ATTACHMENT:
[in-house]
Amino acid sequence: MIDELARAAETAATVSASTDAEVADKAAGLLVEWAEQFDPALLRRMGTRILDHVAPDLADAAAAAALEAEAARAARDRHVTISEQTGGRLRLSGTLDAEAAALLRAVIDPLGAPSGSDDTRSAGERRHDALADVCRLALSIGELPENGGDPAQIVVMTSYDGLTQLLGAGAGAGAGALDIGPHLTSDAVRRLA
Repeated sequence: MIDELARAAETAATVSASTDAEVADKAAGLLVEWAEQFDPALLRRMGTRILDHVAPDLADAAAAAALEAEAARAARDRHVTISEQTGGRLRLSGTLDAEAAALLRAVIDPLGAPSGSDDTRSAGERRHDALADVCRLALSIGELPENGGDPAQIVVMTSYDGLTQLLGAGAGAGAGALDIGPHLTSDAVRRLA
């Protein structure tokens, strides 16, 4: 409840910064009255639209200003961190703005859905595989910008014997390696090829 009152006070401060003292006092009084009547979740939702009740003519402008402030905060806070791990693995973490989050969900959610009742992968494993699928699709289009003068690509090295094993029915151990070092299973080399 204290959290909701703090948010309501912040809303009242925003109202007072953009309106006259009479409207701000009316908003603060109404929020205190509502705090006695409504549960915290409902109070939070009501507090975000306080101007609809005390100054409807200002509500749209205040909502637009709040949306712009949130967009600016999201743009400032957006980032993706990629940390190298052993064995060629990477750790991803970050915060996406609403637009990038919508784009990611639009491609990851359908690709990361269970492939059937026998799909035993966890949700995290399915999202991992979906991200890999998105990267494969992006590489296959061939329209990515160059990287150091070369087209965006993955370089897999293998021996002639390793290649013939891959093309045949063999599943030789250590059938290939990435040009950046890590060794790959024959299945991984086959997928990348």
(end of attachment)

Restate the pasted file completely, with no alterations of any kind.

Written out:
[in-house]
Amino acid sequence: MIDELARAAETAATVSASTDAEVADKAAGLLVEWAEQFDPALLRRMGTRILDHVAPDLADAAAAAALEAEAARAARDRHVTISEQTGGRLRLSGTLDAEAAALLRAVIDPLGAPSGSDDTRSAGERRHDALADVCRLALSIGELPENGGDPAQIVVMTSYDGLTQLLGAGAGAGAGALDIGPHLTSDAVRRLA
Repeated sequence: MIDELARAAETAATVSASTDAEVADKAAGLLVEWAEQFDPALLRRMGTRILDHVAPDLADAAAAAALEAEAARAARDRHVTISEQTGGRLRLSGTLDAEAAALLRAVIDPLGAPSGSDDTRSAGERRHDALADVCRLALSIGELPENGGDPAQIVVMTSYDGLTQLLGAGAGAGAGALDIGPHLTSDAVRRLA
């Protein structure tokens, strides 16, 4: 409840910064009255639209200003961190703005859905595989910008014997390696090829 009152006070401060003292006092009084009547979740939702009740003519402008402030905060806070791990693995973490989050969900959610009742992968494993699928699709289009003068690509090295094993029915151990070092299973080399 204290959290909701703090948010309501912040809303009242925003109202007072953009309106006259009479409207701000009316908003603060109404929020205190509502705090006695409504549960915290409902109070939070009501507090975000306080101007609809005390100054409807200002509500749209205040909502637009709040949306712009949130967009600016999201743009400032957006980032993706990629940390190298052993064995060629990477750790991803970050915060996406609403637009990038919508784009990611639009491609990851359908690709990361269970492939059937026998799909035993966890949700995290399915999202991992979906991200890999998105990267494969992006590489296959061939329209990515160059990287150091070369087209965006993955370089897999293998021996002639390793290649013939891959093309045949063999599943030789250590059938290939990435040009950046890590060794790959024959299945991984086959997928990348």